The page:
Everyone is in favor of protecting our environment, but there are those who take the matter too far, and jeopardize fundamental freedoms in the process. I'm speaking specifically of a piece by Stephanie Simon in the Wall Street Journal of October 18, 2010 entitled "The Secret to Turning Consumers Green, It isn't Financial Incentives. It isn't More Information. It's Guilt."
Among other things, the piece discusses and advocates measures such as a Washington D.C. ordinance that imposes a 5 cent fee on paper or plastic bags furnished by retail stores, and requires that the bags be specifically requested. This is an effort to embarrass consumers in front of their peers for their lack of environmental awareness. District Councilman Tommy Wells is quoted as saying "It's more important to get in their heads than in their pocketbooks."
The article concludes with an admonition from a psychologist that "We can move people to environmentally friendly behavior by simply telling them what those around them are doing."
In our household, we're most concerned about the environment and put that concern into effect by seeking to recycle or reuse everything from grocery bags to dishwater, and carry canvas tote bags to market, and encourage others to do likewise, but on a voluntary basis.
Seeking to "nudge" people into "correct", socially beneficial behavior all sounds so innocent and pure... until we consider the likely longer term implications for our freedom. If stores want to charge for bags, that's their business and we can either pay or go elsewhere, just as we see in the airline industry with baggage fees. I also have no problem with government genuinely informing people of what others are doing. What worries me is the idea of government seeking to force people to conserve with public shaming tactics or worse.
I shouldn't be surprised that we're hearing about such an ordinance in Washington D.C. in view of the other onerous mandates coming from there, such as ObamaCare. I have real problems with government seeking to single out citizens for shame or ridicule for engaging in entirely lawful behavior, simply because some in government prefer that they not do so. As we have seen in countries such as the Soviet Union, Cuba, China and Cambodia, governments often start out with seemingly benevolent measures for the greater good, and gradually or suddenly become much more repressive, especially insofar as they enlist citizens to spy and inform on one another.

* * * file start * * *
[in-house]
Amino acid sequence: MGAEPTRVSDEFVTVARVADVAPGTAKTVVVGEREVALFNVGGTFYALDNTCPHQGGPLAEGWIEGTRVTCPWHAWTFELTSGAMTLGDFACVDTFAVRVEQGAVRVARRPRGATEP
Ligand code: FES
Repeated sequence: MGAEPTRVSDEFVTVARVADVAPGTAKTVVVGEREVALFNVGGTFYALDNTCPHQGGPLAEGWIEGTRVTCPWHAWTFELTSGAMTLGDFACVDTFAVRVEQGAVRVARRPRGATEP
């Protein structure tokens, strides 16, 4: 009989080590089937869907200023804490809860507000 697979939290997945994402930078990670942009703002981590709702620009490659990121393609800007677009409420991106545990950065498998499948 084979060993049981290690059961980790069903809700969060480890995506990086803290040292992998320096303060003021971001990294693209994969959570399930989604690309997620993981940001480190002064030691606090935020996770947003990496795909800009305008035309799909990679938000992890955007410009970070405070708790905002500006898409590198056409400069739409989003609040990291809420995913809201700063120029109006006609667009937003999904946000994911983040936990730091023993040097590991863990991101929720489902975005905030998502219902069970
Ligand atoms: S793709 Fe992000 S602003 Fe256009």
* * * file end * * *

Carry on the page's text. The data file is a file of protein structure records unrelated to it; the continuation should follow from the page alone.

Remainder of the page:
Certainly, making people ask for paper bags shouldn't be equated to Gulag statism, and I'm not saying that it is. What I am saying is that the 'end justifying the means' is an extremely dangerous rationale, and that as citizens we need to be alert to its misuse. I don't want my government in the name of environmentalism or any other cause intentionally trying to shame citizens out of doing anything, especially something that is clearly lawful on its face. The same goes for 'deputizing' or encouraging citizens to do this with other citizens.
As noted in the Christian Science Monitor, http://www.csmonitor.com/Commentary/Opinion/2010/0806/Will-government-help-hurt-electric-cars-like-the-Chevy-Volt, I'm also skeptical about the efficacy of such coercive efforts, and feel that market-based mechanisms yield superior results. It's disturbing that we seem to be moving from economic incentives to use electric vehicles, to more coercive measures to facilitate conservation.
It's too dangerous to rely upon such efforts being limited in scope after their limited implementation. Far too many bureaucrats start to believe their own rhetoric about the social benefit of their activities and use this belief to justify ever-more coercive measures, going way beyond nominal fees or disclosure of consumer behavior. I'm not, and it doesn't take, a Tea Party stalwart to recognize the vast expansion of government power which has occurred in recent years. Many feel that this expansion is antithetical to our economic growth and the upcoming elections will be a referendum on this belief. As bad as many feel that recent measures are, I think that formally enlisting peer pressure for this purpose opens a new front in the struggle to preserve personal liberty.
Environmental protection is very important for our long term survival. However, personal liberty protection is equally important, and dictates that we vigorously resist efforts to enlist Americans as informers or enforcers against each other. We need to find methods to preserve both our environment and our liberty.